I was eighteen when I moved to New York, and I missed my family every time I sat down to eat: in dining halls with people I wasn’t sure I liked yet, in my apartment with the roommates I slept inches away from but barely knew. At home, eating was always communal. Even if we were eating pop tarts in the morning, we were eating them together, and at night we always gathered as a family for dinner. Here, in this new city, I wanted badly to feel at ease eating by myself because in my mind, this would mean that I was really living on my own as an adult. In high school, out of necessity, I mastered the art of going to movies by myself—something I still do happily and often—but eating something more substantial than popcorn, out in the daylight for all to see, was an entirely new hurdle. We’re taught early on to fear the prospect of eating alone—it is, after all, always the least popular kids who sit alone in the cafeteria. Type “dining alone” into Google and prepare yourself for pages and pages of solo-eating anxiety, including information on a café in Japan that seats lone diners with large stuffed animals to help them feel less awkward.
Not to get all “when I was a kid” on you, but during those first gut-churningly homesick days eleven years ago, there were no smartphones—I had a Nokia the size of my foot with a jewel-green plastic covering that didn’t even have texting capabilities. These days, it’s much easier to go out to dinner on your own—if the loneliness starts creeping in, you can always reach for your phone and text your friends, or scroll through and see what they’re up to on a thousand different social media platforms. It’s nearly impossible to feel completely alone. This sounds, in theory, like a positive thing, and certainly sometimes it is, but I am forever grateful that I came of age in a new city before that was an option—that I had so many moments of true, unrelenting, public solitude. That I let the loneliness wash over me completely and still came out on the other side.
Eating with someone, sharing a meal, is a deeply personal thing—we know this, of course. It’s the reason that eating scenes in literature are often so telling—who a person is eating with, how they are sharing the space of a dinner table, what is said between bites—these things matter more, somehow, because they’re happening over a meal. People who love to run might say that they are never more aware of themselves than when they are hearing their own hard, steady breaths, or their elevated pulse pounding in their ears, or smelling the scent of their own sweat. Eating is my meditation, the lens through which I see most clearly and know myself best—I am never more aware of my own self than when I am alone, listening to myself chew.
One of my favorite writers, Lydia Davis, devotes an entire essay, not just to eating alone, but to eating a specific food—fish—alone. “I am alone with sardines on white bread with mayonnaise and lettuce, I am alone with smoked salmon on buttered rye bread, or tuna fish and anchovies in a salade niçoise, or a canned salmon salad sandwich, or sometimes salmon cakes sautéed in butter.”
For Davis, eating alone in a restaurant is ritualistic, rife with habit.
“I bring a book with me, though often the light over the table is not very good for reading and I am too distracted to read. I try to choose a table with good light, then I order a glass of wine and take out my book. I always want my glass of wine immediately, and I am very impatient until it comes. When it comes, and I have taken my first sip, I put my book down beside my plate and consider the menu. My plan is always to order fish.”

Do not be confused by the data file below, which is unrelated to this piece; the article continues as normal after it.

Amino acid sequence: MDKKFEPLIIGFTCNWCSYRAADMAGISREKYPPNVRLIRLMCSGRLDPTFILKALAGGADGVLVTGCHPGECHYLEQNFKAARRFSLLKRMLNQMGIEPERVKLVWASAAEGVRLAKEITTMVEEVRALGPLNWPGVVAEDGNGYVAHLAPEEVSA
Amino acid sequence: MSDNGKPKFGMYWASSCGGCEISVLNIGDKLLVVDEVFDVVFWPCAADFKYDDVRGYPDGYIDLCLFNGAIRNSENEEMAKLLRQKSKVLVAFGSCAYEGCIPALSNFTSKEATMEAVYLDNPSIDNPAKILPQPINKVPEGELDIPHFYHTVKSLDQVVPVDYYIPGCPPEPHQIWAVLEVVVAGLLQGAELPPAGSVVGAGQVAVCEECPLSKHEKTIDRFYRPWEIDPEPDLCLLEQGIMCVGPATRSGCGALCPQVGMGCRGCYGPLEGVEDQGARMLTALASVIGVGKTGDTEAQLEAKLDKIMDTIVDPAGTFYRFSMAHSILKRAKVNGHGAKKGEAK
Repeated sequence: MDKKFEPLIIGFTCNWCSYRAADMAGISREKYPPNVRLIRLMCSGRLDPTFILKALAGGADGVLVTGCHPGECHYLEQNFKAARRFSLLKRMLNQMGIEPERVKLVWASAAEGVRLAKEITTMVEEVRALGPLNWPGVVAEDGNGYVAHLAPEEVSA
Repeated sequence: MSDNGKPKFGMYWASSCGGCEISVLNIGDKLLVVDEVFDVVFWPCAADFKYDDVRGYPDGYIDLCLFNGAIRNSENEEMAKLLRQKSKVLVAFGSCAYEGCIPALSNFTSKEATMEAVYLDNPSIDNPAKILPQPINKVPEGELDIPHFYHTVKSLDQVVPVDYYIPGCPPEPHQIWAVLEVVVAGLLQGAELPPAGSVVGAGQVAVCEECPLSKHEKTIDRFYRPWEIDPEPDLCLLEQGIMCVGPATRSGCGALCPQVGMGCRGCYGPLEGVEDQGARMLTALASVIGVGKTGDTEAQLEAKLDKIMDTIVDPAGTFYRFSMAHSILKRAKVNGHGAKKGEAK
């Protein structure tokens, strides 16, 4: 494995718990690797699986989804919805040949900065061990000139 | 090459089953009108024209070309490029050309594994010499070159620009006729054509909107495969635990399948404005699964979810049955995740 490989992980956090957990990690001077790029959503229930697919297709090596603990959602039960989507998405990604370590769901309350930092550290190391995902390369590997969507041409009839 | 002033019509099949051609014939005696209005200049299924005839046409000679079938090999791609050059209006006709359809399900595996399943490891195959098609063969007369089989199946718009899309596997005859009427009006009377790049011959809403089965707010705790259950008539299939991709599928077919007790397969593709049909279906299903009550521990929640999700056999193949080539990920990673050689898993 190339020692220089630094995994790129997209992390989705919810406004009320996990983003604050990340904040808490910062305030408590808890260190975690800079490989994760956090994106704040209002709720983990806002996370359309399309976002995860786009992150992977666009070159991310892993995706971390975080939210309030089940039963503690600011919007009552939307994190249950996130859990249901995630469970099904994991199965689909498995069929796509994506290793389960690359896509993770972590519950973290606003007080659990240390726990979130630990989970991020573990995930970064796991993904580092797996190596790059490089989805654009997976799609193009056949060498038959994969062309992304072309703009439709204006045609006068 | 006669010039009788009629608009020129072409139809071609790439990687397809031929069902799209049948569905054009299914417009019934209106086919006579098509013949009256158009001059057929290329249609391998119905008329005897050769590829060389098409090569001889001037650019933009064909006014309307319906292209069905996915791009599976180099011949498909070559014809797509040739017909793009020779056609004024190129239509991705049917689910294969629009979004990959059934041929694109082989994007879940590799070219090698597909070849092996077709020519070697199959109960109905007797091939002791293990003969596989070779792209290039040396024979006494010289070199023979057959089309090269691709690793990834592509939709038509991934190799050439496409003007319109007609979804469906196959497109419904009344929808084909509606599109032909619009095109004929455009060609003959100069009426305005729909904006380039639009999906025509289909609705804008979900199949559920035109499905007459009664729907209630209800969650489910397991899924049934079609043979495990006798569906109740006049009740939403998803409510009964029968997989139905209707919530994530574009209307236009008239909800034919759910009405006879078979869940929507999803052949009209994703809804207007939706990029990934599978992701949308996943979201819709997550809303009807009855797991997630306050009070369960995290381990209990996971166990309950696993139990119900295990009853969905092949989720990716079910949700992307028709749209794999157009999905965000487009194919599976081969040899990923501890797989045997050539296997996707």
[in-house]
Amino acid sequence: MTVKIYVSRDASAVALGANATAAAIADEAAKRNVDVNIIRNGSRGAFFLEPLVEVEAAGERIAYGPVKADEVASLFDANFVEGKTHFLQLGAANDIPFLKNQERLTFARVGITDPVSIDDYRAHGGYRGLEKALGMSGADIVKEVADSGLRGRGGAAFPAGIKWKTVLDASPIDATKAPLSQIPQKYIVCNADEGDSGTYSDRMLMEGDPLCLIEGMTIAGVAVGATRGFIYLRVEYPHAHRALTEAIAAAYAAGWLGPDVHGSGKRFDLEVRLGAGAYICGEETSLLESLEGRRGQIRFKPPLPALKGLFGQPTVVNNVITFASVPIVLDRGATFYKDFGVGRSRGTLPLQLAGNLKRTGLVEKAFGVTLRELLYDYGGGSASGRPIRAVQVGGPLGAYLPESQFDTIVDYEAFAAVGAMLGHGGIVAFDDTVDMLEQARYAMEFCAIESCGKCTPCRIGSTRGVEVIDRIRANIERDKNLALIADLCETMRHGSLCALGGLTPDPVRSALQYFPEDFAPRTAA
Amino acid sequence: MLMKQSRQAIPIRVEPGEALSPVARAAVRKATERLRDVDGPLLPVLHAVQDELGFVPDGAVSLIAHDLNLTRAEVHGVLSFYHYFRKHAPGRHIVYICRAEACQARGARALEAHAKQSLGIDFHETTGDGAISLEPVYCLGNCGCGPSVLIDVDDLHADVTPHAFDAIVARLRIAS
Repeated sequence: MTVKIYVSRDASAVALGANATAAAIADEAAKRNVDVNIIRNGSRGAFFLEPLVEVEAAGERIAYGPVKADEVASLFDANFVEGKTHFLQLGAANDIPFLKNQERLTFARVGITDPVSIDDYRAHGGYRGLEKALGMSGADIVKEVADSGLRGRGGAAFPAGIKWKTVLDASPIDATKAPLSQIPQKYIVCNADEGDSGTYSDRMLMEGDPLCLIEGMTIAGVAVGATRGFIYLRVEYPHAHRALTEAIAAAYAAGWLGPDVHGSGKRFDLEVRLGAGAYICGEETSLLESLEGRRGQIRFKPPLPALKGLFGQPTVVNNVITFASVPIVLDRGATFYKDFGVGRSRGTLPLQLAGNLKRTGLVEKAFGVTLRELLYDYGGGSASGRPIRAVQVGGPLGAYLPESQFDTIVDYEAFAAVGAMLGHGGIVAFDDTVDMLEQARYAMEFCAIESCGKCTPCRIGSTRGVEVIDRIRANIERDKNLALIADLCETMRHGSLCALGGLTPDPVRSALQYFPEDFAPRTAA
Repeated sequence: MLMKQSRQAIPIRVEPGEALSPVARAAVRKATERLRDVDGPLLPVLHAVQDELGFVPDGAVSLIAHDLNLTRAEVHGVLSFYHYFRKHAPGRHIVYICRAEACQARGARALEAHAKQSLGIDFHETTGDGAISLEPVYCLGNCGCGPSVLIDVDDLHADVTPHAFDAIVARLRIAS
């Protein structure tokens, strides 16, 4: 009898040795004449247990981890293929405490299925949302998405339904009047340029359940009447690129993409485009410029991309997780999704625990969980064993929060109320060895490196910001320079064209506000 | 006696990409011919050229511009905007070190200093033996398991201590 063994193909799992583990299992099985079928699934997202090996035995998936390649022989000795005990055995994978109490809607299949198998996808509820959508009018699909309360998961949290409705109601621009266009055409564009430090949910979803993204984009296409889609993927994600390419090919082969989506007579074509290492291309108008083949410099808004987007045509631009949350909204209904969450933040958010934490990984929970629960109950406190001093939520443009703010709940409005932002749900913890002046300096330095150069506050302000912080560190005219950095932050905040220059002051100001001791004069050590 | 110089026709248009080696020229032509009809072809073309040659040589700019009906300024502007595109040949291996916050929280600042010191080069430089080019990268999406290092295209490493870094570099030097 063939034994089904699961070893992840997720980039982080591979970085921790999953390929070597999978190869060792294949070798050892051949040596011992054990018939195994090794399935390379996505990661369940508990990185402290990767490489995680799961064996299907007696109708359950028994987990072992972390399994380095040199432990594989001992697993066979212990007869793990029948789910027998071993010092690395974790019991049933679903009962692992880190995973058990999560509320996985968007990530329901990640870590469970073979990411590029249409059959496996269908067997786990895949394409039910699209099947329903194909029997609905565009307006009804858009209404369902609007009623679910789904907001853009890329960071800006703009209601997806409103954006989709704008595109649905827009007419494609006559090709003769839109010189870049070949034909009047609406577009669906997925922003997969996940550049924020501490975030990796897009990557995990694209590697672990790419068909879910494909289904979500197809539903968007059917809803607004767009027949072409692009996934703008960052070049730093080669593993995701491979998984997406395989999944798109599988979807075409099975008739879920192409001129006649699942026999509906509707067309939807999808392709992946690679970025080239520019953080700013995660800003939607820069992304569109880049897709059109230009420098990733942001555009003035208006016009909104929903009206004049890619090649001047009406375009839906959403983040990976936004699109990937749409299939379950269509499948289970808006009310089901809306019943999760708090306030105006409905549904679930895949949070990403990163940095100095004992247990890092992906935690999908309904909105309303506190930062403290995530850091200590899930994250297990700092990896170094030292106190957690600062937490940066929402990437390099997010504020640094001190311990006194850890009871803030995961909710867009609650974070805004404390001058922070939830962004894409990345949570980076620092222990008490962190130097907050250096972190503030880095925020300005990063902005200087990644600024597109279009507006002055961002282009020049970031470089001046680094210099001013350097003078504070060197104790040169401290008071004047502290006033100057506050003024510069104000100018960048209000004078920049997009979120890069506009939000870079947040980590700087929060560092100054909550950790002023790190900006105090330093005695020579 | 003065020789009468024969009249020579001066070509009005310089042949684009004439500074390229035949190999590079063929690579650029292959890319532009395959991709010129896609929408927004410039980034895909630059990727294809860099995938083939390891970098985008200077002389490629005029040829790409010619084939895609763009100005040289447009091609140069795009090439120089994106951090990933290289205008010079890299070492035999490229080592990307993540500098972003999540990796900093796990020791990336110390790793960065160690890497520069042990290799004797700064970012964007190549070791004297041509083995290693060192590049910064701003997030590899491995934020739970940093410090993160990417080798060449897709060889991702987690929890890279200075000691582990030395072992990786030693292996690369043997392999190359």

Until I read this essay, I had never considered what my own rituals are surrounding solo restaurant eating, but it made me realize that I never ever order fish. I have no idea why this is. There is something lovely about sitting alone in front of a whole roasted fish. Rather than seeing one part of the whole—a salmon filet fried in butter, a fatted fluke liver, whisper-thin slices of crudo—you face your sustenance in its entirety, you are alone together.
On another note entirely, today is the last day to vote for yummybooks in the best writing category of the Saveur blog awards. I should have been pushing you all to vote for weeks, but something in me went silent and froze when I was nominated a month ago. I felt so touched and humbled by the nomination that it somehow made it impossible to write a word—does that make any sense? Probably not, but if you feel so inclined to send a vote my way you can click the image above or here to take you to the voting page. Thank you all for reading my words, I appreciate you more than you will ever know.
Fennel and Orange Salt-Baked Sea Bass
Serves 1 hungry person
1 whole Mediterranean Sea Bass, 1-1 ½ pounds, gutted and scaled
½ a navel orange, cut into ¼ inch rounds
stems and fronds from ½ a fennel bulb
2 sprigs tarragon
2 sprigs dill
2 sprigs chervil
6 cups coarse kosher sea salt
4 egg whites
Preheat oven to 400F. Stuff the cavity of the fish with the orange, fennel stems, tarragon, dill, and chervil.
In a medium bowl, mix salt and egg whites together with your hands until it resembles the texture of wet sand. Spread a 1-inch layer of the salt mixture on a baking sheet and lay the fish on top of it. Cover the fish with the rest of the salt mixture, packing it on to form a tight seal all around.
Bake the fish for 25 minutes.
Crack the salt crust with a wooden spoon to expose the fish. I just sat and ate it right off the pan, because that’s the kind of thing you can do when you’re alone, but if you want to be more civilized about it, please feel free.